New mobile app aids early detection of Alzheimer’s disease

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Researchers from the University of Tsukuba have developed a mobile application that uses speech data to detect early signs of Alzheimer’s disease (AD) and mild cognitive impairment (MCI).

The prototype application, designed to be user-friendly and self-administered, addresses the growing need for screening tools that can be used in everyday life.

Tackling the Challenge of Speech Recognition in the Elderly

Language impairments often occur in the early stages of AD, and linguistic features characteristic of these impairments can be used for automatic detection of the disease.

However, automatic speech recognition tends to be less accurate for elderly individuals, posing a challenge to the development of an automatic tool.

To overcome this, the Tsukuba researchers collected and analyzed speech data from 114 participants, including AD patients, MCI patients, and cognitively normal participants.

The participants performed five cognitive tasks based on neuropsychological assessments used for dementia screening, including picture description and verbal fluency tasks.

Promising Results for Early Detection of Alzheimer’s and MCI

The results of the study showed that language impairments, particularly those related to semantic aspects like informativeness and vocabulary richness, could be reliably estimated even at poor speech recognition accuracy.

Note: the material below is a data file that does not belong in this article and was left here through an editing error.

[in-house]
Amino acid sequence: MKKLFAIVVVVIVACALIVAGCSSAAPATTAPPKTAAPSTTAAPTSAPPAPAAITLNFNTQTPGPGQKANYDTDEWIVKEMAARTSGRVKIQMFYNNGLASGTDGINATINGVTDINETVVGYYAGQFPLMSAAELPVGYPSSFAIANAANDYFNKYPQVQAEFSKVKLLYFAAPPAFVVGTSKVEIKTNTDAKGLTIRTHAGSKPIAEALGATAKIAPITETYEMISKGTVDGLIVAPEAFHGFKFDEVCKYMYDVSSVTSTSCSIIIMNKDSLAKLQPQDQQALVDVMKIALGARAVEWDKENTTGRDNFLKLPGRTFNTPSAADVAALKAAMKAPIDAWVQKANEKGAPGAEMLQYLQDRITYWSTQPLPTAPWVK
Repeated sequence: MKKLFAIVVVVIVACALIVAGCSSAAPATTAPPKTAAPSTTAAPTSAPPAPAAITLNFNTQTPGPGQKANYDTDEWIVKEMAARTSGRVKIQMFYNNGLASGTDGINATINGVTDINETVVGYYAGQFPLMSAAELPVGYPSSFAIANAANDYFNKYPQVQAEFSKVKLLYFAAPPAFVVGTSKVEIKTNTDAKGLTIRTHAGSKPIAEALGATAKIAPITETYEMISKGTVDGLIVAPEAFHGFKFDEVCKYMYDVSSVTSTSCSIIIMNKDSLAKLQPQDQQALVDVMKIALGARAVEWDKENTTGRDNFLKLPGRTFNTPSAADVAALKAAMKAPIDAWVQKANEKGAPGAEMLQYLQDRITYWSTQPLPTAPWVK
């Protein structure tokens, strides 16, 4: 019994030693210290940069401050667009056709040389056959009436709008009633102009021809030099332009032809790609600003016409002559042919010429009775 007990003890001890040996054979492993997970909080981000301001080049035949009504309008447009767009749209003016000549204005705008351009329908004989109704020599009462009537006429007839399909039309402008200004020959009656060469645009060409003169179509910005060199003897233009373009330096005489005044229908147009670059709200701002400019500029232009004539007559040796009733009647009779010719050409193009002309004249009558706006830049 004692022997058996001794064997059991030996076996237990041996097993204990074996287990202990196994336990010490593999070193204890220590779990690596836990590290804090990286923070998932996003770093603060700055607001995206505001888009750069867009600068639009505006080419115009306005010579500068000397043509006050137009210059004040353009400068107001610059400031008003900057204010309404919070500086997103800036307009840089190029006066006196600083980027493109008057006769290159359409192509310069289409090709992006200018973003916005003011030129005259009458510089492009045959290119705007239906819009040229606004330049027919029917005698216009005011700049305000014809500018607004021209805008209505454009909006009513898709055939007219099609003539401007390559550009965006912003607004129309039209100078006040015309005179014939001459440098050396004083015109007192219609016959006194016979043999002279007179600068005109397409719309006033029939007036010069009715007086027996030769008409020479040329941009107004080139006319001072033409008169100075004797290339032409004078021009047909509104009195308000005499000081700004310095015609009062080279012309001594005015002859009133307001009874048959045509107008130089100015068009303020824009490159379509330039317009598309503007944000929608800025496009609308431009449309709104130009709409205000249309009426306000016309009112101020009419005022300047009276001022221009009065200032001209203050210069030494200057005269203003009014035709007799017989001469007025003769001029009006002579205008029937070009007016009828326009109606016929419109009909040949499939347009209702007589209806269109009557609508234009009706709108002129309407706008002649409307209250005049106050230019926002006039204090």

By combining these linguistic features with acoustic and prosodic features of the participant’s voice, machine learning models were able to detect MCI and AD with 88% and 91% accuracy, respectively.

These findings, published in the journal Computer Speech & Language, demonstrate the feasibility of an automatic, self-administered screening tool for detecting AD and MCI.

This is the first study to show such a tool can reliably capture language impairments from speech data obtained under poor automatic speech recognition accuracy conditions.

Future Implications

The proposed tool could significantly increase access to early detection of AD, allowing for interventions to begin at the MCI stage, potentially preventing or delaying the progression of the disease.

As this is a prototype, more research, and development will likely be required before the tool becomes widely available.

If you care about brain health, please read studies about vitamin D deficiency linked to Alzheimer’s and vascular dementia, and higher magnesium intake could help benefit brain health.

For more information about health, please see recent studies about how drinking milk affects risks of heart disease and cancer, and results showing strawberries could help prevent Alzheimer’s disease.

The study was published in Computer Speech & Language.

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